Montgomery County police issued almost 50 percent more traffic citations last month than in February, an increase a police union attributes to patrolmen who feel they have to improve "productivity" by issuing unnecessary tickets.
Police Chief Bernard Crooke contends the increase is simply the result of his officers coming "up to speed" in their work and that there is no evidence that tickets are being issued improperly. But the Fraternal Order of Police says Crooke has instituted a de facto quota system, and that patrolmen fear their careers will be damaged unless they report high numbers of arrests and citations.
According to police statistics, the number of citations for noncriminal traffic offenses, both moving and nonmoving, rose from 9,424 in February to 14,043 in March, an increase of 49 percent. The number of warning citations more than doubled during the same period from 1,074 to 2,363.
The rise in the number of arrests coincides with the introduction of a performance report that every patrolman was required to fill out for the month of March. Known as Form 16, it has been the cause of an ongoing dispute between Crooke and the Fraternal Order of Police, which claims as members 600 of Montgomery County's 732 sworn officers.
Protests from the ranks that the form constituted a de facto quota system for arrests and citations led the department to cut short a planned two-month experiment with it that began in March. After revision, the form could be reintroduced in June, according to a senior officer. The FOP wants the form eliminated altogether.
The form's current design requires officers to report their performance in five categories of police work -- criminal arrests, traffic enforcement, reports and investigations and other activities. After it is approved by the officer's supervisor it is sent to headquarters.
Crooke said its main purpose was to collect data to help develop a permanent "productivity form" to judge the work of individual officers, assist in budget requests and evaluate the department's management programs.
The final form, Crooke said, would give officers more credit for difficult arrests than for routine ones.
But from the beginning the FOP has protested that the form would push officers to make unnecessary arrests and citations out of fear that their careers depended on high numbers. Writing to Crooke last month, Larry Desmond, the FOP president, said a quota system "pits one officer against another and all officers against the public."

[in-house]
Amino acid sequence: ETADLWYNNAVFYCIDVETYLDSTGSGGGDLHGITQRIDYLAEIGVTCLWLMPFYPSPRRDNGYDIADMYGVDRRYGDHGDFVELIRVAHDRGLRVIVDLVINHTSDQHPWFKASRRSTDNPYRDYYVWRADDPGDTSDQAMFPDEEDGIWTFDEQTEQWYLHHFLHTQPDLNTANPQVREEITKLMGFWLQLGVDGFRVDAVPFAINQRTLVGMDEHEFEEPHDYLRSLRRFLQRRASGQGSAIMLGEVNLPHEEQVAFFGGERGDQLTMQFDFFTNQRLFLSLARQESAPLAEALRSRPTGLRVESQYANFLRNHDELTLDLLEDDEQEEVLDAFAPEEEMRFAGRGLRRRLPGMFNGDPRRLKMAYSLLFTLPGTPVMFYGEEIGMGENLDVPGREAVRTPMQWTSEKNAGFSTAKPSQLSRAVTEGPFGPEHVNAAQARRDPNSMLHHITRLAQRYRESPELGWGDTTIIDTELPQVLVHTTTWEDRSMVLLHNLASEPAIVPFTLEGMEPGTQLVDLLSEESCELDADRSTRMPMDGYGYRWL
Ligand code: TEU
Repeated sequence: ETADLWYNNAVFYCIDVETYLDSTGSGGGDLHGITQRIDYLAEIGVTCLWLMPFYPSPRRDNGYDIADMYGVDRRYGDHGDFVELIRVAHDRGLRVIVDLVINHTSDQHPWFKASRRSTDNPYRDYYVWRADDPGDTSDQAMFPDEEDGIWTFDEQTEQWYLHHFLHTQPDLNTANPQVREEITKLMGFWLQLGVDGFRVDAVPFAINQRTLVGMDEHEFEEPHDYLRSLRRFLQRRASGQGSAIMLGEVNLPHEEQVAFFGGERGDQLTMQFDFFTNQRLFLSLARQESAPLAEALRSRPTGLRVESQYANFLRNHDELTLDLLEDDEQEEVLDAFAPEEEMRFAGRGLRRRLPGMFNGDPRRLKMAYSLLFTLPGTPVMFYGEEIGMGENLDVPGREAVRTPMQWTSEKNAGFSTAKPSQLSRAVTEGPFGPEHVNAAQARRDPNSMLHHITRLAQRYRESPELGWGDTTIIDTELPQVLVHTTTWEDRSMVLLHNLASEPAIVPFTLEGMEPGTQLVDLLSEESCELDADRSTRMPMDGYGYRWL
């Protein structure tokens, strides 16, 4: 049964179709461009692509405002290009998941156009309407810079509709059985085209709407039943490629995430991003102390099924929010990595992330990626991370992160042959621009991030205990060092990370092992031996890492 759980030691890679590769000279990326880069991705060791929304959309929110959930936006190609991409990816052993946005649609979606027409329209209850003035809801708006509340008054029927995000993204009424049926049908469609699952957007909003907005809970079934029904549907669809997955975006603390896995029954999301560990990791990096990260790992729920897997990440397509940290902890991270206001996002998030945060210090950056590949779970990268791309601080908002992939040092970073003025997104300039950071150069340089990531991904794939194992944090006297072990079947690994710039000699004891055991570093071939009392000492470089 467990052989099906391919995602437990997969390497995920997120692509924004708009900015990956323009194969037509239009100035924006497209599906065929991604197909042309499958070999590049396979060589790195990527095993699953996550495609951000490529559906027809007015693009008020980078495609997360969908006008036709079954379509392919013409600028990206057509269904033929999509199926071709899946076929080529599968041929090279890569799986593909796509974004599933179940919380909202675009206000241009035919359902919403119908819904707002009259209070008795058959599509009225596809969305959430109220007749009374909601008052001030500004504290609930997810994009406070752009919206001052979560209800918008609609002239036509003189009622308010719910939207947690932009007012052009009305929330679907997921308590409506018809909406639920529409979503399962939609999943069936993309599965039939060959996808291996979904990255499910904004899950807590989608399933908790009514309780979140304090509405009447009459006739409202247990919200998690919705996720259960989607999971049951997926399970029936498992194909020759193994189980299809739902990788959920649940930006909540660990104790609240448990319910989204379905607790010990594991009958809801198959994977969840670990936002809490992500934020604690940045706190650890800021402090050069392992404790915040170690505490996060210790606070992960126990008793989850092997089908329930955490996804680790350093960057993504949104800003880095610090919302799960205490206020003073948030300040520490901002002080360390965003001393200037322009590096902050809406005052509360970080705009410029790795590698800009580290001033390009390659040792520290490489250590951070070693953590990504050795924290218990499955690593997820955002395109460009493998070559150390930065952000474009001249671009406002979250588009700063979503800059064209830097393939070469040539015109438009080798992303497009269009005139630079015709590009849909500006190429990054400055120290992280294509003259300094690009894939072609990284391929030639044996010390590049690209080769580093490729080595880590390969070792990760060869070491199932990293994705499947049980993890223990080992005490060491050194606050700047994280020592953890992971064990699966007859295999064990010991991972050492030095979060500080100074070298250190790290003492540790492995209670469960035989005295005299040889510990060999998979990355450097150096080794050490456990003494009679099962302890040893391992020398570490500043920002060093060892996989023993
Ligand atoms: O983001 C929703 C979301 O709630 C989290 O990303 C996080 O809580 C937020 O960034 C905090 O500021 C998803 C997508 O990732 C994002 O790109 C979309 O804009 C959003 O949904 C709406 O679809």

Since criminal arrests are relatively rare, officers would tend to stress traffic violations to enhance their forms, he said. According to police figures, the total number of criminal arrests rose from 834 in February to 939 in March.
"The normally law abiding citizen who is driving his or her car over the posted speed limit will automatically be issued a $30 traffice ticket, even though a written or oral warning may be more appropriate in the discretion of the officer," Desmond wrote to Crooke.
According to Desmond, some patrolmen complained last month that outside officers intruded into their beats to write tickets. In some stations, there were arguments over who would use the radar equipment which normally yields a large number of citations.
Desmond said that on one beat, officers informally decided among themselves that each would write 30 tickets during the month so that all would be "average" if compared. Pressures such as these have eased since use of the form was ended, he said.
The union is taking part in a lawsuit alleging that 11 county motorcycle officers were improperly transferred to other less desirable duty in March because they wrote too few tickets.
Crooke said yesterday that the number of citations had been increasing before the introduction of the new forms, and that Form 16 gave added impetus to officers to be more productive. "The officers really hadn't been looked at carefully for several years," he said. He questioned the contention that the forms would automatically result in more tickets being issued, noting that the number of warnings had increased markedly as well.
The FOP also has challenged the decision announced by Crooke and County Executive Charles Gilchrist two months ago to expand the officers' work week from four to five days as part of an effort to combat the increase in serious crime in the county.
The FOP has argued that the plan puts too few officers on the street late at night when most serious crimes occur.